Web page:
For example, for the most part the name given by any migrant is accepted. Fingerprinting and photographing of migrants is carried out simply to ensure that where a migrant is deported he or she will be identifiable should they try to re-enter through another port.
In the migrant crisis debate, the so called “economic migrant” is often pitted against the “Refugee or Asylum Seeker” Collectively, we feel obliged on humanitarian grounds to look after those fleeing famine, wars or oppressive dictatorships. As citizens and as Nations we are motivated by a strong moral imperative to support the asylum seeker while the “economic migrant” is often viewed as an opportunist seeking an avenue to an improved economic life in Europe.
I believe we need to acknowledge our own role in creating the very economic conditions from which these migrants are fleeing, we need to show up and accept that through the capitalistic greed of the developed world we have plundered the resources of those very countries from which these migrants are now fleeing. It is all too easy to say “not in my back yard” when the issue of migrant resettlement arises but we need to put our money where our mouths are and stop supporting the exploitative economic regimes that use cheap and sometimes child labour to supply our High Street Stores and brands. We have to question the link between the massive prices we pay for high street goods, the slave wages that are paid to those who make them and our rejection of the “economic migrants” who flee those countries and economies to make a better life in Europe. Economic migration is born out of the deep inequality this world is happy to embrace.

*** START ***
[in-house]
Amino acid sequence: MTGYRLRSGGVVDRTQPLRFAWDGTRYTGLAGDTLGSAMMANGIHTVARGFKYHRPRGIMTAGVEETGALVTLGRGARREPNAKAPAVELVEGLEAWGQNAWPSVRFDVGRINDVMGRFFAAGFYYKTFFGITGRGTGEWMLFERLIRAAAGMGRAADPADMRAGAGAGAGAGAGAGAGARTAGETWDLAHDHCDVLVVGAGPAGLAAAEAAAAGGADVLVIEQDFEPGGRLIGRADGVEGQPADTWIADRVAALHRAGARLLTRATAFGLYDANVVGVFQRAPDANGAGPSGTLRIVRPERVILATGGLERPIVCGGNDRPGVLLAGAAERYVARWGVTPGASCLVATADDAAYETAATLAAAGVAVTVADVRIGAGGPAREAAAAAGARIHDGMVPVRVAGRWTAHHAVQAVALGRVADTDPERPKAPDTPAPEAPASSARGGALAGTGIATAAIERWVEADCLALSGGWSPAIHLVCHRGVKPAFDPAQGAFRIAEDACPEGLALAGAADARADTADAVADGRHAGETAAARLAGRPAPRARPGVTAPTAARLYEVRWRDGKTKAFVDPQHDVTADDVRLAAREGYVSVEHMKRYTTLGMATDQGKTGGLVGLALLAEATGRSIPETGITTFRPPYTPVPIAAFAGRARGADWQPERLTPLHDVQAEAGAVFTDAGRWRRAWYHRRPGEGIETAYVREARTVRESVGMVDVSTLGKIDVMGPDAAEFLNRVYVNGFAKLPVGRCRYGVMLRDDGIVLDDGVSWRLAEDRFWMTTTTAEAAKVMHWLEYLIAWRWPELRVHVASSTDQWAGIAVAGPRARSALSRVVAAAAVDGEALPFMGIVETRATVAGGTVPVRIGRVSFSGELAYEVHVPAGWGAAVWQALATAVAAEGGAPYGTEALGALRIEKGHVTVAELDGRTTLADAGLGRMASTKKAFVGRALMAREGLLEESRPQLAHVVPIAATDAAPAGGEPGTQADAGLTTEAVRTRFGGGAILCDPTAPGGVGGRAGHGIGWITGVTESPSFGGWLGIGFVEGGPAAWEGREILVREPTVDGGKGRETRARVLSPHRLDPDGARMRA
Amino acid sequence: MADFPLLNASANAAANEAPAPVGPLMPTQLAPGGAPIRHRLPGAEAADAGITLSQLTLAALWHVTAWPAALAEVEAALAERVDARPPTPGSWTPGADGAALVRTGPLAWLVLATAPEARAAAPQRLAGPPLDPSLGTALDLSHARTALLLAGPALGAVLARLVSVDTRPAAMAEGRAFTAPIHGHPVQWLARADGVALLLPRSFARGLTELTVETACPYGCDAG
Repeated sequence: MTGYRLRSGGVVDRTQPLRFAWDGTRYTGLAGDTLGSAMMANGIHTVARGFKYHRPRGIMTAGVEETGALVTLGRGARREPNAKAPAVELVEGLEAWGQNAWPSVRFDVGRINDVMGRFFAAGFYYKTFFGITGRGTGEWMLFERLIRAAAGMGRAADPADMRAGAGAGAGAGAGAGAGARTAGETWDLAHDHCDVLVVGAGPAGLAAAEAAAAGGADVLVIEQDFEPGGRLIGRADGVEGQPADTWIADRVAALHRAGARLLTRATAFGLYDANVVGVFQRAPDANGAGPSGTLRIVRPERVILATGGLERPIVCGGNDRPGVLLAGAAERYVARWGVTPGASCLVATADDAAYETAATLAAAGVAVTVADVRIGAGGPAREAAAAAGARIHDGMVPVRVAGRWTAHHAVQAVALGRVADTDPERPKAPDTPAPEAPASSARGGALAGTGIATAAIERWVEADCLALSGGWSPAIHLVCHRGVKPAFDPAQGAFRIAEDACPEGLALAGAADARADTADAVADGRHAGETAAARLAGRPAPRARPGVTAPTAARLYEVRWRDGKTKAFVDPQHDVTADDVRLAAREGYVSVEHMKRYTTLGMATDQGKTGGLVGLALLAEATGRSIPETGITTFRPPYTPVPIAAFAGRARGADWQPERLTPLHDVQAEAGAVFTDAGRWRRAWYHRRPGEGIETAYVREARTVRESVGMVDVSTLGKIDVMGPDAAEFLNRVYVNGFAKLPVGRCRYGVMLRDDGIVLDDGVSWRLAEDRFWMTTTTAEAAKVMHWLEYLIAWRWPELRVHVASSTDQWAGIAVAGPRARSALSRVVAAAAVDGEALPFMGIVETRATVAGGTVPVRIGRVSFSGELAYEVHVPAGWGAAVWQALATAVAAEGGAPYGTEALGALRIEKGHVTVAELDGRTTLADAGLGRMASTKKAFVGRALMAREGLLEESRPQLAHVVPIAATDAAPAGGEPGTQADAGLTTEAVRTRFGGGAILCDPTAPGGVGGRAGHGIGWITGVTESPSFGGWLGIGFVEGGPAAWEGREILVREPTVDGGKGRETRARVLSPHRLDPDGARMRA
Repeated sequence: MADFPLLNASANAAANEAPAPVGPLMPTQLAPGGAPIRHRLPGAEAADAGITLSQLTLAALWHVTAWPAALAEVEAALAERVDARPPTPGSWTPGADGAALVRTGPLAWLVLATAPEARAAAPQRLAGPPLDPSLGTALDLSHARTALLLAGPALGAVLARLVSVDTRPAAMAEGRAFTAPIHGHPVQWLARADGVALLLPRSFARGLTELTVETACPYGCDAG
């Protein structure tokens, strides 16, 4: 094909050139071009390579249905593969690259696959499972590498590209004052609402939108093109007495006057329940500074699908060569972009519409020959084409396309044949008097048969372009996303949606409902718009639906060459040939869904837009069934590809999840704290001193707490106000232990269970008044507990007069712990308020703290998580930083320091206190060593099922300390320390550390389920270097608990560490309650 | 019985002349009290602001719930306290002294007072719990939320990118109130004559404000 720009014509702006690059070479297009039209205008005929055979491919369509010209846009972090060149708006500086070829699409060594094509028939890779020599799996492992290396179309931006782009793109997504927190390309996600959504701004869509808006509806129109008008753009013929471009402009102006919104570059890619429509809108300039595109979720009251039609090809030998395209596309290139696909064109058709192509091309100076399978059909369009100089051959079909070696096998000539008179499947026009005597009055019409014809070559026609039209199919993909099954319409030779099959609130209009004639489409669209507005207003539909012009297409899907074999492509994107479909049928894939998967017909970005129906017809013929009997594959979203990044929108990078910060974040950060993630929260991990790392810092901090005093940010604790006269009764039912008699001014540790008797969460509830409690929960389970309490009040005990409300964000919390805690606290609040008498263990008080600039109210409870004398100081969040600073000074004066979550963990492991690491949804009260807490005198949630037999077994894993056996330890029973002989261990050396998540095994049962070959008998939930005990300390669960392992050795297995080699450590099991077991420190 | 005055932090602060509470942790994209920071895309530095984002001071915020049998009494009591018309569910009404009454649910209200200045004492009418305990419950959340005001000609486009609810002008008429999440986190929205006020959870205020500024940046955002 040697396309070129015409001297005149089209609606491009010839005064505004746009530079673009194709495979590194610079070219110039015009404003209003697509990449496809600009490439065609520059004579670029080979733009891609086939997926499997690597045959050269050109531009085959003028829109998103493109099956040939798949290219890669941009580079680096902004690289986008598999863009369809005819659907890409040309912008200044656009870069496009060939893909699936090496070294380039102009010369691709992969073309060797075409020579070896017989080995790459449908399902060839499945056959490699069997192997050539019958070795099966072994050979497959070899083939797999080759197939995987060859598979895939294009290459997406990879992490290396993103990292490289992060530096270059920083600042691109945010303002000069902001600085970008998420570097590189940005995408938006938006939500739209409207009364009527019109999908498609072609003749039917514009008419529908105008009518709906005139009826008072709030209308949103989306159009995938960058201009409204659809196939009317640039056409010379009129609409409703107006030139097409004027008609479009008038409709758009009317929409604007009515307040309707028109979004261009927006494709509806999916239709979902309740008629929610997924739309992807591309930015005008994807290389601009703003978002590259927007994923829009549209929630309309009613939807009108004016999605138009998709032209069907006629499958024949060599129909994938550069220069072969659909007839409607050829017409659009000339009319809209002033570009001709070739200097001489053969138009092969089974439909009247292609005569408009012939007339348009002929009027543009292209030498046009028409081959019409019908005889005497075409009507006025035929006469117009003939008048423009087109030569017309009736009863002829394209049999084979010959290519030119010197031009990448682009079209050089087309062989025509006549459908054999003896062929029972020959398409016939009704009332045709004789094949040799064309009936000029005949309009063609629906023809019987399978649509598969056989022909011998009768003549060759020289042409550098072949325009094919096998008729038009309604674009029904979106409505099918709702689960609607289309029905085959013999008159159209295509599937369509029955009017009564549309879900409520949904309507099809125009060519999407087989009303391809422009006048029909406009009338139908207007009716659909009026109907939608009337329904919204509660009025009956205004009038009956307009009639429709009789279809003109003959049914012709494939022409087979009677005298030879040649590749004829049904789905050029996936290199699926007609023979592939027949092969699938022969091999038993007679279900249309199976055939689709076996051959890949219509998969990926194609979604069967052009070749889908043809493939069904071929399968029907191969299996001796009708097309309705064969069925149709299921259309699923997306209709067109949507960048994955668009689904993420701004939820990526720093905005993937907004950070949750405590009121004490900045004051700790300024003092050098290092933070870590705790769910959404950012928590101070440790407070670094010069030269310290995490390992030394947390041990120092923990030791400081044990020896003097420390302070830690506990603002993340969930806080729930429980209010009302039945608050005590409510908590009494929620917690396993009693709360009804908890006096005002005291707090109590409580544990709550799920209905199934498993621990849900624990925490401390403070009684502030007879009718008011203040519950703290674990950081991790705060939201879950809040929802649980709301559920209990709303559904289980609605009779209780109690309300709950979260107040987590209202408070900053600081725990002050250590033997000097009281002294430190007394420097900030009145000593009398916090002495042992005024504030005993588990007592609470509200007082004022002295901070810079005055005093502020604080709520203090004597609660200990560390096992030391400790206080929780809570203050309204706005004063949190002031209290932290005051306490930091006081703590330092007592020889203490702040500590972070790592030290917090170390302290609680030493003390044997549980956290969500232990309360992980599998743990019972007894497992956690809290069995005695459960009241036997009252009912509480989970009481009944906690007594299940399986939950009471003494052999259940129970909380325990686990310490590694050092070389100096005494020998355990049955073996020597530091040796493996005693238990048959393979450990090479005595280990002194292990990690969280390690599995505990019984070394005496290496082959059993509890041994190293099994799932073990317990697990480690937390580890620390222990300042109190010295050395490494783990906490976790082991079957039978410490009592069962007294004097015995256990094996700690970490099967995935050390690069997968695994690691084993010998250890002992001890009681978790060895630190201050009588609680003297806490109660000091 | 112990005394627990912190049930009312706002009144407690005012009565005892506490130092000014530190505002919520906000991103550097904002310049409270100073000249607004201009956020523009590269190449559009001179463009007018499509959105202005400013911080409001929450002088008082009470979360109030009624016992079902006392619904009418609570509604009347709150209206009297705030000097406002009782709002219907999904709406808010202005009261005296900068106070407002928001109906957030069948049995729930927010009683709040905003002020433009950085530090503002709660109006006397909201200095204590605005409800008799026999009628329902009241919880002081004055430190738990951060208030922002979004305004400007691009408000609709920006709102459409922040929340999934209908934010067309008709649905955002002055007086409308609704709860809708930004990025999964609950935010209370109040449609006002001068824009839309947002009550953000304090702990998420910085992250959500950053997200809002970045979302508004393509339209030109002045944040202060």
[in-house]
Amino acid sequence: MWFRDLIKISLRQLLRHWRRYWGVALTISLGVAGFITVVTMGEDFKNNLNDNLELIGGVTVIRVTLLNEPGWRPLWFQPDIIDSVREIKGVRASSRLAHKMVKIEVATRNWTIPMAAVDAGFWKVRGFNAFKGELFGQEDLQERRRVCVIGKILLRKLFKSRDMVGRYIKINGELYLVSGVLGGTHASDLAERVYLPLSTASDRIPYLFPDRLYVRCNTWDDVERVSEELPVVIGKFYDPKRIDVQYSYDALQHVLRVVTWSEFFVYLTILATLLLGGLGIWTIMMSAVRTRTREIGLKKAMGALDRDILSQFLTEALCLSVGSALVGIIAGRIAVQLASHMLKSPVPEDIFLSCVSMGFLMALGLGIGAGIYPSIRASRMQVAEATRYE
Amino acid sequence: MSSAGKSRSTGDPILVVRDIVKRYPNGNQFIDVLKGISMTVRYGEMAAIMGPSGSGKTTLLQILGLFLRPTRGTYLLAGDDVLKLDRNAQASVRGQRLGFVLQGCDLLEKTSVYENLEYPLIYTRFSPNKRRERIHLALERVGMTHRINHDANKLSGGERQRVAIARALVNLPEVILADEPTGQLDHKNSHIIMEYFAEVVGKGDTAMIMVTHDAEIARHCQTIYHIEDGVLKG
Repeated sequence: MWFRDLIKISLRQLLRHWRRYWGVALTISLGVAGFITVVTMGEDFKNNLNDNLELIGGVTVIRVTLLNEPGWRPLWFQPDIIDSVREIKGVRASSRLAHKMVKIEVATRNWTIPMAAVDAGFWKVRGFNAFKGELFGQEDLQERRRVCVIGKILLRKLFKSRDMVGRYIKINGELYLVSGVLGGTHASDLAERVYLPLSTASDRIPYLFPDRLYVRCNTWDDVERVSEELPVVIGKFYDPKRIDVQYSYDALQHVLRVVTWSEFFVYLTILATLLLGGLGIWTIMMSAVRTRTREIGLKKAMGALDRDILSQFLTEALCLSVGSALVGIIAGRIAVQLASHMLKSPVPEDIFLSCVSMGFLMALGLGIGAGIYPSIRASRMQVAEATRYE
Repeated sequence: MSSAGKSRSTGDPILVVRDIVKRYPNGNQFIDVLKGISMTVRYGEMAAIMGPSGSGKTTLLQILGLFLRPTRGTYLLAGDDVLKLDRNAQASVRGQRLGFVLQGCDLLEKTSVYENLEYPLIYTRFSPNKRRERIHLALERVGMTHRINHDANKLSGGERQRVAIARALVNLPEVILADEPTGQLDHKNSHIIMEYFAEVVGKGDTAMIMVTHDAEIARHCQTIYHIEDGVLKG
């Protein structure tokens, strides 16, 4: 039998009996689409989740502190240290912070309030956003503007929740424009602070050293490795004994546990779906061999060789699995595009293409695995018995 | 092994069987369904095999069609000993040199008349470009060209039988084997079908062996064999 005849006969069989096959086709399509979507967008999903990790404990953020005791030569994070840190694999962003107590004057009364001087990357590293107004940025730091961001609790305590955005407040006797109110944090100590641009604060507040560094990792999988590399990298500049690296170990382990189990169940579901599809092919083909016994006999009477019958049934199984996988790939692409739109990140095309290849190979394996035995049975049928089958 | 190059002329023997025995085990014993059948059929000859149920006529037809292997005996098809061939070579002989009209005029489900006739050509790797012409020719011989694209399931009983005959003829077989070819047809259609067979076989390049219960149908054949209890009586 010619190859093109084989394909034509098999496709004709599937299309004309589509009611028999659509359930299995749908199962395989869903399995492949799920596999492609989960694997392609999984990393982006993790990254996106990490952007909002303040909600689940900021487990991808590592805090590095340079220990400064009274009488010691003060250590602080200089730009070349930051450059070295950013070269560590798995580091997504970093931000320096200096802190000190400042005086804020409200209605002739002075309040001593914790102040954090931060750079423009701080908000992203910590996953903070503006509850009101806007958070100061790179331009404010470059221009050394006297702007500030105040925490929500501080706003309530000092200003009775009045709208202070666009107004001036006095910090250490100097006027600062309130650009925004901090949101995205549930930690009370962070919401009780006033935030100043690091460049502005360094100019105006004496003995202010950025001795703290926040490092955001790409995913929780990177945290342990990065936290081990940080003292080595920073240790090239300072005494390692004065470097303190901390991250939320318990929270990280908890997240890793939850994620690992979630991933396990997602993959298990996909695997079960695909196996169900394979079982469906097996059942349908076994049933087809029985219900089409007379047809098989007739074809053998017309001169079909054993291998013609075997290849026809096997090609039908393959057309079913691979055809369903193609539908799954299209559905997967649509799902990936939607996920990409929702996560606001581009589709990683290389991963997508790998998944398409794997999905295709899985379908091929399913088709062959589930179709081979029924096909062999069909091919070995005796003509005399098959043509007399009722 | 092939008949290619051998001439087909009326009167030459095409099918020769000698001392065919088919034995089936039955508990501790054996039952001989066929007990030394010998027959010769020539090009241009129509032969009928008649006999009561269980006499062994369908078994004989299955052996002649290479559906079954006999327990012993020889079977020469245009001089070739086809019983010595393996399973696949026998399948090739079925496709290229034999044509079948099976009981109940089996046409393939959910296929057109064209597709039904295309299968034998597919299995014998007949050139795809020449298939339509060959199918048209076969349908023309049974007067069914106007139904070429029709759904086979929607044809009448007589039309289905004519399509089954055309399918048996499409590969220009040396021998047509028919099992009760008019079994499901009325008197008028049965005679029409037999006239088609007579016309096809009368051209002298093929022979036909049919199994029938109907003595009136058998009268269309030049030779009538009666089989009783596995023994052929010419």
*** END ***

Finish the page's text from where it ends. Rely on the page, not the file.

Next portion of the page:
Today on World Refugee Day we need to look beyond how many or how few migrants Europe or indeed any developed economy can accommodate, we need to remind ourselves that despite the hundreds of aid and intervention programmes, the world still faces an unprecedented famine threat driven by conflict and callous greed of unscrupulous politicians and war lords.
But there are solutions. If the problem is often political so too is the answer. If we in the developed world are to manage economic migration we must invest in the developing world. We must invest in infrastructure, roads, power supply and education. The increased availability of soft loans as development instruments would achieve more than simply locking down our borders in a vain attempt to close the flood gates of migration as smugglers will continue to probe looking for weaknesses. Unless we in the developing world commit to a more equal world, migration will not just challenge the unity of the EU but will ensure a return to the defensive nationalism and territorialism that paved the way for two World Wars.